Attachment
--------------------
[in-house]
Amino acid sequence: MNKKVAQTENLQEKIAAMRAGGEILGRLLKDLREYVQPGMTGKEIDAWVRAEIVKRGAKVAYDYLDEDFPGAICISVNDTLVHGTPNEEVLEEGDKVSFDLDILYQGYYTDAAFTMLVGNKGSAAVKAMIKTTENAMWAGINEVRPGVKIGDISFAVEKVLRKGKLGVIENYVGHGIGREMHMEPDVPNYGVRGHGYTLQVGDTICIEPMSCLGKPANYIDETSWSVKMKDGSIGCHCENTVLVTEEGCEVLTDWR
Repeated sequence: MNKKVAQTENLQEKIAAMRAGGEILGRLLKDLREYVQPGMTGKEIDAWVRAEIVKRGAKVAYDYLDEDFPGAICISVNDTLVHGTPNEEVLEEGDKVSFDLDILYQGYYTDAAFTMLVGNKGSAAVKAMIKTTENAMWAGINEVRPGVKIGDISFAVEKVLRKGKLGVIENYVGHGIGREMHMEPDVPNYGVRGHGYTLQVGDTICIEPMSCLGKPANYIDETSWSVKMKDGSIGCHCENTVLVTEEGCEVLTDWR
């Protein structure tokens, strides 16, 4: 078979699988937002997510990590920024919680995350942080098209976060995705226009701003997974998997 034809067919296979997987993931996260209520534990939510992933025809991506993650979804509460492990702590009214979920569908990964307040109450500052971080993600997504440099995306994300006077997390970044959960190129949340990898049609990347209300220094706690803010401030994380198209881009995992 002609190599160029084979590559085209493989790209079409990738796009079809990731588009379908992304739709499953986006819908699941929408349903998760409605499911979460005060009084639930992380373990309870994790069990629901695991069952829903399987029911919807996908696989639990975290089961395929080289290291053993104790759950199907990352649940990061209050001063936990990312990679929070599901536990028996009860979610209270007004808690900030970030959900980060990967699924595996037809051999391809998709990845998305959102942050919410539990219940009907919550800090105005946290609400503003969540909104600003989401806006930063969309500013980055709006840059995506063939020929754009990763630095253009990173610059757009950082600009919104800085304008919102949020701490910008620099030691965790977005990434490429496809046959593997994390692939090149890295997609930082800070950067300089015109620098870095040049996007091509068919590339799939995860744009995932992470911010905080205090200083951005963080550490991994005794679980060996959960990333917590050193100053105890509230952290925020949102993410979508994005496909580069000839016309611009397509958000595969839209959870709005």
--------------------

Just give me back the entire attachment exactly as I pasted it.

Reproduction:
[in-house]
Amino acid sequence: MNKKVAQTENLQEKIAAMRAGGEILGRLLKDLREYVQPGMTGKEIDAWVRAEIVKRGAKVAYDYLDEDFPGAICISVNDTLVHGTPNEEVLEEGDKVSFDLDILYQGYYTDAAFTMLVGNKGSAAVKAMIKTTENAMWAGINEVRPGVKIGDISFAVEKVLRKGKLGVIENYVGHGIGREMHMEPDVPNYGVRGHGYTLQVGDTICIEPMSCLGKPANYIDETSWSVKMKDGSIGCHCENTVLVTEEGCEVLTDWR
Repeated sequence: MNKKVAQTENLQEKIAAMRAGGEILGRLLKDLREYVQPGMTGKEIDAWVRAEIVKRGAKVAYDYLDEDFPGAICISVNDTLVHGTPNEEVLEEGDKVSFDLDILYQGYYTDAAFTMLVGNKGSAAVKAMIKTTENAMWAGINEVRPGVKIGDISFAVEKVLRKGKLGVIENYVGHGIGREMHMEPDVPNYGVRGHGYTLQVGDTICIEPMSCLGKPANYIDETSWSVKMKDGSIGCHCENTVLVTEEGCEVLTDWR
């Protein structure tokens, strides 16, 4: 078979699988937002997510990590920024919680995350942080098209976060995705226009701003997974998997 034809067919296979997987993931996260209520534990939510992933025809991506993650979804509460492990702590009214979920569908990964307040109450500052971080993600997504440099995306994300006077997390970044959960190129949340990898049609990347209300220094706690803010401030994380198209881009995992 002609190599160029084979590559085209493989790209079409990738796009079809990731588009379908992304739709499953986006819908699941929408349903998760409605499911979460005060009084639930992380373990309870994790069990629901695991069952829903399987029911919807996908696989639990975290089961395929080289290291053993104790759950199907990352649940990061209050001063936990990312990679929070599901536990028996009860979610209270007004808690900030970030959900980060990967699924595996037809051999391809998709990845998305959102942050919410539990219940009907919550800090105005946290609400503003969540909104600003989401806006930063969309500013980055709006840059995506063939020929754009990763630095253009990173610059757009950082600009919104800085304008919102949020701490910008620099030691965790977005990434490429496809046959593997994390692939090149890295997609930082800070950067300089015109620098870095040049996007091509068919590339799939995860744009995932992470911010905080205090200083951005963080550490991994005794679980060996959960990333917590050193100053105890509230952290925020949102993410979508994005496909580069000839016309611009397509958000595969839209959870709005």